Failure to use dropbear with PAM

DELOGET, Emmanuel emmanuel.deloget at
Thu Aug 21 22:32:12 WST 2014

Hello Matt, 

> De : Matt Johnston [matt at]
> On Wed, Aug 20, 2014 at 01:25:21PM +0000, DELOGET, Emmanuel wrote:
> > Hello,
> >
> > Yet in my use case I have to authenticate users whose 
> > login/password information is stored in a distant database. 
> > Everytime I try to log in with such a user, dropear answers 
> > me that the user is unknown - and that's true : the user is 
> > unknown, because the whole point is to not have him/her 
> > in /etc/passwd but on a distant database.
> >
> > That's where things break : dropbear seems to assume that 
> > the user must be known on the system where it runs - that's 
> > one of the purpose of checkusername() in svr-auth.c. If the 
> > user is not found in /etc/passwd then it's not a valid user and 
> > login fails.
> Hi Emmanuel,
> Is this a normal Unix type system or something more
> embedded? From what I've seen the normal approach for remote

I'm working in the embedded world.  

> DB auth (LDAP etc) is to have nsswitch.conf set up to know
> about the users, then optionally a PAM module if there isn't
> a straightforward mapping to Unix password crypts. Would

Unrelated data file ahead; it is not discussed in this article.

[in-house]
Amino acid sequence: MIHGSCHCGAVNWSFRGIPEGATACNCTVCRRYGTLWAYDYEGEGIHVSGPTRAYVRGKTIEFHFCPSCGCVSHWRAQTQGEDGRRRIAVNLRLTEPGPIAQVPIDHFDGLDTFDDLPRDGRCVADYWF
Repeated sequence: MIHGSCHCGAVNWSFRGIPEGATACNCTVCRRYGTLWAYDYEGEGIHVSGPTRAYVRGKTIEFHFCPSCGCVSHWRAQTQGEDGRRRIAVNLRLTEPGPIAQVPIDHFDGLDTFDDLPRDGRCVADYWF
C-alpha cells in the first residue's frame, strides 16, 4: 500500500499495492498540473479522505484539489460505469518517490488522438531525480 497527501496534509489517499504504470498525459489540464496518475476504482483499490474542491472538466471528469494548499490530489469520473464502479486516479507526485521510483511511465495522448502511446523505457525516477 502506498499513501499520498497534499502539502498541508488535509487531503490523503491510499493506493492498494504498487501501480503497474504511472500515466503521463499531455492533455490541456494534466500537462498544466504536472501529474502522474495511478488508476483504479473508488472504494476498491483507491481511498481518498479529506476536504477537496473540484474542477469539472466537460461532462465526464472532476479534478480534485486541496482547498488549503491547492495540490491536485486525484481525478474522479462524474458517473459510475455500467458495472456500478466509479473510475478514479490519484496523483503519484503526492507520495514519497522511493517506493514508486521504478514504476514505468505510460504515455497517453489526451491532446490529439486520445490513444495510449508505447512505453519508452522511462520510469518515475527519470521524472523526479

> that work for your situation? The benefit there is that all
> programs know about the user using the standard user APIs.

If I had though to that before, I would have tried to do it that
way. Unfortunately, I'm a bit too late in the development cycle.

> Dropbear's PAM currently only allows username/password,
> though there's a dev branch that should allow kind of
> authentication conversation. It doesn't handle user
> remapping though since that seems out of PAM's scope. Note
> that the branch also needs some attention in terms of setting up PAM
> login sessions properly.

I tried to go another route - a dirty hack that does not please
me (and it won't please you either ; see the attached patch) : when I 
don't know the username, I still accept it (I fill the authstate structure 
by myself using somewhat dummy values). After a successful auth, I 
refill the authstate structure with the unix mapped user (root in this 
case, which is silly but sufficiently extreme to show me that everything 
worked as intended). This is cheap and hacky (please, don't judge 
me :))

(BTW the above patch, against an olfder version of dropbear, enables
a command line option -A to tell dropbear to favor PAM auth instead
of password auth - both can be activated with the change. If you beleive 
it might be interesting I can refine this patch against the latest tree). 

> Cheers,
> Matt
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